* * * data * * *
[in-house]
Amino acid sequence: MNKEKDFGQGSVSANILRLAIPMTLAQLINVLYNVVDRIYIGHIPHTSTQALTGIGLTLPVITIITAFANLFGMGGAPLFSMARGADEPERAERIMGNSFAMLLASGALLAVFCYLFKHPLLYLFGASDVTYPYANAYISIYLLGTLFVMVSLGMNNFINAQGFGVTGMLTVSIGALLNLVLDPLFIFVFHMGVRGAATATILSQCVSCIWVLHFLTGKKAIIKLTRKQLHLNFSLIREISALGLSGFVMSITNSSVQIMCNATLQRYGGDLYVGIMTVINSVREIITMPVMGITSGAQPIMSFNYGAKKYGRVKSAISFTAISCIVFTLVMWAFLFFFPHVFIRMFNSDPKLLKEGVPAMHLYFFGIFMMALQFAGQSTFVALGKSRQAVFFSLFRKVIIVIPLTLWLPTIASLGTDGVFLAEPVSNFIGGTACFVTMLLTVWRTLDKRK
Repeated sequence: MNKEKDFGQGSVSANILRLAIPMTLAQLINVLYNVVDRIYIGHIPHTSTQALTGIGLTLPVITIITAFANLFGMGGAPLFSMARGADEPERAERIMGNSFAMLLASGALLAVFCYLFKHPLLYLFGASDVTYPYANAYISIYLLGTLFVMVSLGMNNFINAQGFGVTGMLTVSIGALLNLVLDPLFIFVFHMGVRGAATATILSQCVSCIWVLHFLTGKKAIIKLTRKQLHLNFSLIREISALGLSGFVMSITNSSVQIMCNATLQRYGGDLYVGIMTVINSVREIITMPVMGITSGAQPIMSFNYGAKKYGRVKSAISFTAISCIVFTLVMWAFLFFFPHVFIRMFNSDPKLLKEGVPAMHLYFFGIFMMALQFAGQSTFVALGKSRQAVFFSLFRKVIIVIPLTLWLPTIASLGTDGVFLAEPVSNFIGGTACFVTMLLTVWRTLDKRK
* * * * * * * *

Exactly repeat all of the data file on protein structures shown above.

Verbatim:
[in-house]
Amino acid sequence: MNKEKDFGQGSVSANILRLAIPMTLAQLINVLYNVVDRIYIGHIPHTSTQALTGIGLTLPVITIITAFANLFGMGGAPLFSMARGADEPERAERIMGNSFAMLLASGALLAVFCYLFKHPLLYLFGASDVTYPYANAYISIYLLGTLFVMVSLGMNNFINAQGFGVTGMLTVSIGALLNLVLDPLFIFVFHMGVRGAATATILSQCVSCIWVLHFLTGKKAIIKLTRKQLHLNFSLIREISALGLSGFVMSITNSSVQIMCNATLQRYGGDLYVGIMTVINSVREIITMPVMGITSGAQPIMSFNYGAKKYGRVKSAISFTAISCIVFTLVMWAFLFFFPHVFIRMFNSDPKLLKEGVPAMHLYFFGIFMMALQFAGQSTFVALGKSRQAVFFSLFRKVIIVIPLTLWLPTIASLGTDGVFLAEPVSNFIGGTACFVTMLLTVWRTLDKRK
Repeated sequence: MNKEKDFGQGSVSANILRLAIPMTLAQLINVLYNVVDRIYIGHIPHTSTQALTGIGLTLPVITIITAFANLFGMGGAPLFSMARGADEPERAERIMGNSFAMLLASGALLAVFCYLFKHPLLYLFGASDVTYPYANAYISIYLLGTLFVMVSLGMNNFINAQGFGVTGMLTVSIGALLNLVLDPLFIFVFHMGVRGAATATILSQCVSCIWVLHFLTGKKAIIKLTRKQLHLNFSLIREISALGLSGFVMSITNSSVQIMCNATLQRYGGDLYVGIMTVINSVREIITMPVMGITSGAQPIMSFNYGAKKYGRVKSAISFTAISCIVFTLVMWAFLFFFPHVFIRMFNSDPKLLKEGVPAMHLYFFGIFMMALQFAGQSTFVALGKSRQAVFFSLFRKVIIVIPLTLWLPTIASLGTDGVFLAEPVSNFIGGTACFVTMLLTVWRTLDKRK